Talking Heads Live - First Move Chess -First Move Chess


Book-ended by two FIDE Grand Prixs in Belgrade and Berlin upcoming, the online elite action returns this Saturday with Magnus Carlsen heading a stellar field in the Charity Cup that runs 19-26 March, the second leg of the $1.6m Meltwater Champions Tour that is dedicated as a fundraiser for victims of the war in Ukraine.

The Play Magnus Group (PMG) will be using the event to raise money for UNICEF’s life-saving support for children and their families in Ukraine. Although the Charity Cup will be held to benefit UNICEF, it promises to be as competitive as ever with prize-money of $120,000 to $150,000 up for grabs.

PMG believes that sports, and chess in particular, can play a significant role in offering unity by bringing people to the table, physically, virtually, and metaphorically. But playing under the shadow of war and the humanitarian crisis unfolding in Ukraine, PMG have opted not to include any Russians in the 16-player line-up for the Charity Cup.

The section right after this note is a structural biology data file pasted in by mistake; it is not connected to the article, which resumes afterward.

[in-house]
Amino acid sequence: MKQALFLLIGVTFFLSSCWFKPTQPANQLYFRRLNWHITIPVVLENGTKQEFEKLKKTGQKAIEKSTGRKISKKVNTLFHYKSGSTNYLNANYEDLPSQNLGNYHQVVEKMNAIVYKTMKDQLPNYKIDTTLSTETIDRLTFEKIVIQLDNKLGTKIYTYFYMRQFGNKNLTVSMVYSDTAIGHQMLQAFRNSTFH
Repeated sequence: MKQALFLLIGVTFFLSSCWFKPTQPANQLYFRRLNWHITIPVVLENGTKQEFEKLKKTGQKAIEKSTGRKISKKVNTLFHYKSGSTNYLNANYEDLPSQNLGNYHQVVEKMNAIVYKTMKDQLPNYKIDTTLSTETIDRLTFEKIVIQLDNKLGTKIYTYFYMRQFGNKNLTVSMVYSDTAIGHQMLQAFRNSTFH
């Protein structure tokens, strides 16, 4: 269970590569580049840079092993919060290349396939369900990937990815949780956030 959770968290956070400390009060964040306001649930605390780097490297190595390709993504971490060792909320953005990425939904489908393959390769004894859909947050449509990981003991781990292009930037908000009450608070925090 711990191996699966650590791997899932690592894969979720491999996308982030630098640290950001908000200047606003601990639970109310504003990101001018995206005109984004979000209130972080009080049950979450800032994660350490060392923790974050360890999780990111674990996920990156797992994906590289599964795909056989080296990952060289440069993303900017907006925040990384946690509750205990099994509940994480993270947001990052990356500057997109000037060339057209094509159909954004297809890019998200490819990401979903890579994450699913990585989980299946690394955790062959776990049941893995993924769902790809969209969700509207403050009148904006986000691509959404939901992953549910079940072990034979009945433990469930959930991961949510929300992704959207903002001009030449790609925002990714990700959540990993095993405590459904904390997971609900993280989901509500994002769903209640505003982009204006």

But two-time defending Tour champion Carlsen leads the field that includes six national number 1s, with the Norwegian’s main rivals likely to be world number 3 Ding Liren and Richard Rapport, fresh from his emphatic win of the FIDE Belgrade Grand Prix that will likely sees the Hungarian head into the Candidates Tournament for the first time.

The full line-up: Magnus Carlsen (Norway), Ding Liren (China) Richard Rapport (Hungary), Vidit Gujrathi (India), Pentala Harikrishna (India), Jorden van Foreest (Netherlands), Liem Quang Le (Vietnam), David Navara (Czech Rep), David Anton (Spain), Radolsaw Wojtaszek (Poland), Gawain Jones (England), Hans Niemann (USA), Rameshababu Praggnannandhaa (India), Eric Hansen (Canada), Ju Wenjun (China) and Lei Tingje (China).